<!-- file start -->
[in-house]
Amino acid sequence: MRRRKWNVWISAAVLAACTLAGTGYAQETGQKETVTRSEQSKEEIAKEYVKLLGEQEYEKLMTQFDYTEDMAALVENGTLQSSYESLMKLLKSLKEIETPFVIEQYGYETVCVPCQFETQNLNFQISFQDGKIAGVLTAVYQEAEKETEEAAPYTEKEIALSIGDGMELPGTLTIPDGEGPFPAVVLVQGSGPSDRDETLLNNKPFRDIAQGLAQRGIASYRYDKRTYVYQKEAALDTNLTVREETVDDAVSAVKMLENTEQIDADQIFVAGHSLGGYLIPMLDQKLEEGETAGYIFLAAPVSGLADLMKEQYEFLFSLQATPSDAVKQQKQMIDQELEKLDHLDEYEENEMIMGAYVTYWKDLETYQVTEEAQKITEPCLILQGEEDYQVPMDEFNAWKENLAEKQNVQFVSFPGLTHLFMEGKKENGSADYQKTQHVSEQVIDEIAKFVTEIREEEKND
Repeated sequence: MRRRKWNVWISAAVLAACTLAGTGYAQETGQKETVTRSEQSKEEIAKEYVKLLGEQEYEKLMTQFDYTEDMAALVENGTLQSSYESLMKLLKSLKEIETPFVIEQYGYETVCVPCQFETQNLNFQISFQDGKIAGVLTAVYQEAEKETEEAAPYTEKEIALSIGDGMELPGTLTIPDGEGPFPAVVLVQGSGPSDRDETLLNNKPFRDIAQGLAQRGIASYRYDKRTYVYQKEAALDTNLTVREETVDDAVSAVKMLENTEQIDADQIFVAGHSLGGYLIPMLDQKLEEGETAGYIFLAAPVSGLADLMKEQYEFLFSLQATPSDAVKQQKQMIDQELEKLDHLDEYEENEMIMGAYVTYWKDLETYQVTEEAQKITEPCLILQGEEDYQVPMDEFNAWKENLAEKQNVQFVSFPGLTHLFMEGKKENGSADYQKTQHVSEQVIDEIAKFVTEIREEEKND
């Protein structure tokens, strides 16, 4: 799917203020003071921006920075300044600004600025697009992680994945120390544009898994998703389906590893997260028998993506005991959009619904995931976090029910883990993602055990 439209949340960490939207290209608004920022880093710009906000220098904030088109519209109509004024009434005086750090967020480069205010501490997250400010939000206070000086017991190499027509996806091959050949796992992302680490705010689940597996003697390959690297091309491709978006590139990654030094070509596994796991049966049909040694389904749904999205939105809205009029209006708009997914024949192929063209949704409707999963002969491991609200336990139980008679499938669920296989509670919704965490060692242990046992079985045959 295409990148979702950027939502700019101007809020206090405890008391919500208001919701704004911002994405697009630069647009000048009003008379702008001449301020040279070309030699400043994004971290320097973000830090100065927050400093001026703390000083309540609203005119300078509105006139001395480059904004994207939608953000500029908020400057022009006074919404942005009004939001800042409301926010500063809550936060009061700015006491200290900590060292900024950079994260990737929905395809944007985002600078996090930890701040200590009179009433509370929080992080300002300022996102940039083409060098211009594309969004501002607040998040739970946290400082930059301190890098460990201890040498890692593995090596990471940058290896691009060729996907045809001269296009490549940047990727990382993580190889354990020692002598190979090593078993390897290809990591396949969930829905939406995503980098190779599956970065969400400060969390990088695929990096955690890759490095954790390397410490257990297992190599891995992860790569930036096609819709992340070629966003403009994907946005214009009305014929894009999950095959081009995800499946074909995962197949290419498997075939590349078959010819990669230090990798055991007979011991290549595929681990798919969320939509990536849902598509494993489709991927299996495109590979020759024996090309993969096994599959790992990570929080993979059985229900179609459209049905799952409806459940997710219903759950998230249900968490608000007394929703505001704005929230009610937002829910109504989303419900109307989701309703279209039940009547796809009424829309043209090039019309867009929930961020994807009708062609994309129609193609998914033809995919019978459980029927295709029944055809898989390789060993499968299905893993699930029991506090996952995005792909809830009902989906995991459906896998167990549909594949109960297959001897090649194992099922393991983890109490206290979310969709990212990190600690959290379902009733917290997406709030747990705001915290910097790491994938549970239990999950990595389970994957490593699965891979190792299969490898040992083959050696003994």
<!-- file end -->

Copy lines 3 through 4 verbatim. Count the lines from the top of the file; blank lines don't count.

Repeated sequence: MRRRKWNVWISAAVLAACTLAGTGYAQETGQKETVTRSEQSKEEIAKEYVKLLGEQEYEKLMTQFDYTEDMAALVENGTLQSSYESLMKLLKSLKEIETPFVIEQYGYETVCVPCQFETQNLNFQISFQDGKIAGVLTAVYQEAEKETEEAAPYTEKEIALSIGDGMELPGTLTIPDGEGPFPAVVLVQGSGPSDRDETLLNNKPFRDIAQGLAQRGIASYRYDKRTYVYQKEAALDTNLTVREETVDDAVSAVKMLENTEQIDADQIFVAGHSLGGYLIPMLDQKLEEGETAGYIFLAAPVSGLADLMKEQYEFLFSLQATPSDAVKQQKQMIDQELEKLDHLDEYEENEMIMGAYVTYWKDLETYQVTEEAQKITEPCLILQGEEDYQVPMDEFNAWKENLAEKQNVQFVSFPGLTHLFMEGKKENGSADYQKTQHVSEQVIDEIAKFVTEIREEEKND
């Protein structure tokens, strides 16, 4: 799917203020003071921006920075300044600004600025697009992680994945120390544009898994998703389906590893997260028998993506005991959009619904995931976090029910883990993602055990 439209949340960490939207290209608004920022880093710009906000220098904030088109519209109509004024009434005086750090967020480069205010501490997250400010939000206070000086017991190499027509996806091959050949796992992302680490705010689940597996003697390959690297091309491709978006590139990654030094070509596994796991049966049909040694389904749904999205939105809205009029209006708009997914024949192929063209949704409707999963002969491991609200336990139980008679499938669920296989509670919704965490060692242990046992079985045959 295409990148979702950027939502700019101007809020206090405890008391919500208001919701704004911002994405697009630069647009000048009003008379702008001449301020040279070309030699400043994004971290320097973000830090100065927050400093001026703390000083309540609203005119300078509105006139001395480059904004994207939608953000500029908020400057022009006074919404942005009004939001800042409301926010500063809550936060009061700015006491200290900590060292900024950079994260990737929905395809944007985002600078996090930890701040200590009179009433509370929080992080300002300022996102940039083409060098211009594309969004501002607040998040739970946290400082930059301190890098460990201890040498890692593995090596990471940058290896691009060729996907045809001269296009490549940047990727990382993580190889354990020692002598190979090593078993390897290809990591396949969930829905939406995503980098190779599956970065969400400060969390990088695929990096955690890759490095954790390397410490257990297992190599891995992860790569930036096609819709992340070629966003403009994907946005214009009305014929894009999950095959081009995800499946074909995962197949290419498997075939590349078959010819990669230090990798055991007979011991290549595929681990798919969320939509990536849902598509494993489709991927299996495109590979020759024996090309993969096994599959790992990570929080993979059985229900179609459209049905799952409806459940997710219903759950998230249900968490608000007394929703505001704005929230009610937002829910109504989303419900109307989701309703279209039940009547796809009424829309043209090039019309867009929930961020994807009708062609994309129609193609998914033809995919019978459980029927295709029944055809898989390789060993499968299905893993699930029991506090996952995005792909809830009902989906995991459906896998167990549909594949109960297959001897090649194992099922393991983890109490206290979310969709990212990190600690959290379902009733917290997406709030747990705001915290910097790491994938549970239990999950990595389970994957490593699965891979190792299969490898040992083959050696003994």